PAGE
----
In a recent article, we started exploring the importance of secure development for the cybersecurity industry. This issue has been in the focus of security certification body ISC2 with their new CSSLP (Certified Secure Software Lifecycle Professional) certification. Our author Tom Madsen further explores this topic and why secure development is of utmost importance.
This article is inspired by a recent project by ISC2, to promote their software security certification CSSLP. During the autumn ISC2 will release a book with stories from those of us with the CSSLP certification on our resumes and arguments for why this certification is relevant in today’s cyber security landscape. I am part of the book just mentioned and writing my own contribution to the book, inspired this article on software security in the development process. Software security in this context is not focused on patching and configuration, but strictly on the processes involved in the programming and design of the program. There are many, many other things involved in a programming project, I know, but the core fundamentals of a secure program begin with the design and programming of the product!
We have been designing programs for many years now, with a focus on the various data structures inside the program, and on the UI of the program. Security was relegated to how to log onto the system and possibly what kinds of rights the end users could get on the software system. Those are important considerations yes, but in todays complex world of cyber threats they cannot stand alone in protecting an application and its data. The security designed into an application must be a reflection on the importance of the application to the organization that has commissioned it for development and the data that the application is designed to handle eventually. A few of the points that should be part of the design phase of a new programming project are:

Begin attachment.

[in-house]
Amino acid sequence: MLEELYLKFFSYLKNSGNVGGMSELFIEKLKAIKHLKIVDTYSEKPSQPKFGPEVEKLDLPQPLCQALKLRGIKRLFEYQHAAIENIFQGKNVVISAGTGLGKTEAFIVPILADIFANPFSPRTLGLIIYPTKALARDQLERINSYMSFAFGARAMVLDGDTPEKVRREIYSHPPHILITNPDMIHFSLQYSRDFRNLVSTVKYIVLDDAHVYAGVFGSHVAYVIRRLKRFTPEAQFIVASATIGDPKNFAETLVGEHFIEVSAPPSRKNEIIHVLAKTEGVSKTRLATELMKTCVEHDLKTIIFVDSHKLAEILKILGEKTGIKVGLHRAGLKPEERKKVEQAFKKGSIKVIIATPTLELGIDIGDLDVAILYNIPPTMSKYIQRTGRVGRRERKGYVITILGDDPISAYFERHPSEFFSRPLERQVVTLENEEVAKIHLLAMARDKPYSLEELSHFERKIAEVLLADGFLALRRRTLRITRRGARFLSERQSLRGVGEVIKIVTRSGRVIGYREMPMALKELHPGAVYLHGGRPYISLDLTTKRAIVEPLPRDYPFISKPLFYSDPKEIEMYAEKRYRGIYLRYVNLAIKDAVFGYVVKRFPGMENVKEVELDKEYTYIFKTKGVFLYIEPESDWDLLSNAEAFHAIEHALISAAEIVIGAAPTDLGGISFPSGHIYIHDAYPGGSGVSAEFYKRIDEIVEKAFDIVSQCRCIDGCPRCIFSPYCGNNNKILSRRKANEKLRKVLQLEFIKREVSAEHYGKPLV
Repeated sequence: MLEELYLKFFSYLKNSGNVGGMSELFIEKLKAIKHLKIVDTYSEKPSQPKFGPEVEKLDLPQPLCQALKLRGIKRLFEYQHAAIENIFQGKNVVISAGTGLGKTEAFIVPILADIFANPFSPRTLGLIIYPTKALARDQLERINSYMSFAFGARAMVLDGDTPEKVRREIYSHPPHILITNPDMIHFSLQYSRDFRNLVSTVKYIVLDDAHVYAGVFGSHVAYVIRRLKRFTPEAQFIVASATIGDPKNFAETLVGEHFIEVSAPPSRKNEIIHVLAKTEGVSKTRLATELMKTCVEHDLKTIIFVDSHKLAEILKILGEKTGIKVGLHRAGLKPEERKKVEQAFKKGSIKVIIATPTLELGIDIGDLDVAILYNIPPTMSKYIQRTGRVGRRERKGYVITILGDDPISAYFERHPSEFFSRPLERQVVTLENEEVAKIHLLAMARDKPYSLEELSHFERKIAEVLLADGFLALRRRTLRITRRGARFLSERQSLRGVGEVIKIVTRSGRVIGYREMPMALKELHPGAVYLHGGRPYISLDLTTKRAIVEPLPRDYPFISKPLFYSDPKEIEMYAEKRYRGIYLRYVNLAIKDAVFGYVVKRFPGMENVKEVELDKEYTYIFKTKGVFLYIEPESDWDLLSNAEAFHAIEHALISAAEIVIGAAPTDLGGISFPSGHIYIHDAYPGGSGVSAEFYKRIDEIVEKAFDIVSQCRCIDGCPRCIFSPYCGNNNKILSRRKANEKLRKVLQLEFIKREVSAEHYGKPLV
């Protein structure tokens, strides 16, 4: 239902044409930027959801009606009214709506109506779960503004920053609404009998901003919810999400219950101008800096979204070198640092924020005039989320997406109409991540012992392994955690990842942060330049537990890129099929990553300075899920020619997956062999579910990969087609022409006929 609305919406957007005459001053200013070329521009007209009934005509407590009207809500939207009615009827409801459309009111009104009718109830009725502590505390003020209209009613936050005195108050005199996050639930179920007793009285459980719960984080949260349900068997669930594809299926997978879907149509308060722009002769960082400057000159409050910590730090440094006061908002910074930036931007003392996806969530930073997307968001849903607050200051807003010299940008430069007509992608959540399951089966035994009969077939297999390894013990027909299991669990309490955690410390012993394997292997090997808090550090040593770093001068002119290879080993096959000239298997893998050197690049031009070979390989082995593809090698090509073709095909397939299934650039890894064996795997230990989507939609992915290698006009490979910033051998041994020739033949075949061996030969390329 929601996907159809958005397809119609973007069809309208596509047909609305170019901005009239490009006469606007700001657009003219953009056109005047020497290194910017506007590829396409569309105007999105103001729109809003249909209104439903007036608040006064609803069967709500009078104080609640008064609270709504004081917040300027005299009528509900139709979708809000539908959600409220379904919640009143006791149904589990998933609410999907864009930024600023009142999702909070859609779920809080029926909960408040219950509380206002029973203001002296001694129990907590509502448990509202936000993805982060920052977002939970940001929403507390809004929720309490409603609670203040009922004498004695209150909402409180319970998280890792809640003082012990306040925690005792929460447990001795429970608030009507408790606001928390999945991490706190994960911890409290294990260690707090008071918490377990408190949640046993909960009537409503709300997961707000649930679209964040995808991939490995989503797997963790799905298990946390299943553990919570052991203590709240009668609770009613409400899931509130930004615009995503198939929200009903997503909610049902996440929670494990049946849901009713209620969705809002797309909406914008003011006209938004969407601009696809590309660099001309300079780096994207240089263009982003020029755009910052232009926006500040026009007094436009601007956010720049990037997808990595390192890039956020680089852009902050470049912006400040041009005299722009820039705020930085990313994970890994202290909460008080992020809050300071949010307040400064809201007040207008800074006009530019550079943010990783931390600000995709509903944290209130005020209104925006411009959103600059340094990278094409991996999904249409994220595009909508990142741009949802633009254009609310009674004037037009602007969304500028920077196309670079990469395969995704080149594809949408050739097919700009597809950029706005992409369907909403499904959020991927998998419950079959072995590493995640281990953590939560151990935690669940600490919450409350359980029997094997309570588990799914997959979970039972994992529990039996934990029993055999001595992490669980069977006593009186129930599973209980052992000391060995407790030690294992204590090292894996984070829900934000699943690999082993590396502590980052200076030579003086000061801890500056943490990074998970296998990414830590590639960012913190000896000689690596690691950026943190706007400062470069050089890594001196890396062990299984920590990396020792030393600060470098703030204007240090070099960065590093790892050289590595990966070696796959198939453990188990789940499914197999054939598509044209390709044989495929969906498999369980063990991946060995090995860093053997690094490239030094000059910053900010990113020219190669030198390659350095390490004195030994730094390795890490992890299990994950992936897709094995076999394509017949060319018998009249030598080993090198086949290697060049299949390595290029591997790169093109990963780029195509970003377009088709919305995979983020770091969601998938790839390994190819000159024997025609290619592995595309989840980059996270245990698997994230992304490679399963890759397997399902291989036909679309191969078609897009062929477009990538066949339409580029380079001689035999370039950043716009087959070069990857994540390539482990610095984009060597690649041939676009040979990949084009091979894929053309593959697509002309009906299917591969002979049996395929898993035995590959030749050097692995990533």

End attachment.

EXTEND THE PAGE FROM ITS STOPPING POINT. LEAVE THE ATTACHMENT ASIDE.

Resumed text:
- Data – what kinds of data will this application be dealing with?
- Minimize the complexity of the solution
- What other kinds of other programs/systems must the application interact with?
- Who needs to access the application?
If you search on the Internet for secure application design points, you will find many different kinds of lists, with between 7- 9 points. They are all valid lists, make no mistake there, but during the design and architecture process the above points will be of the utmost importance for the security of the final application.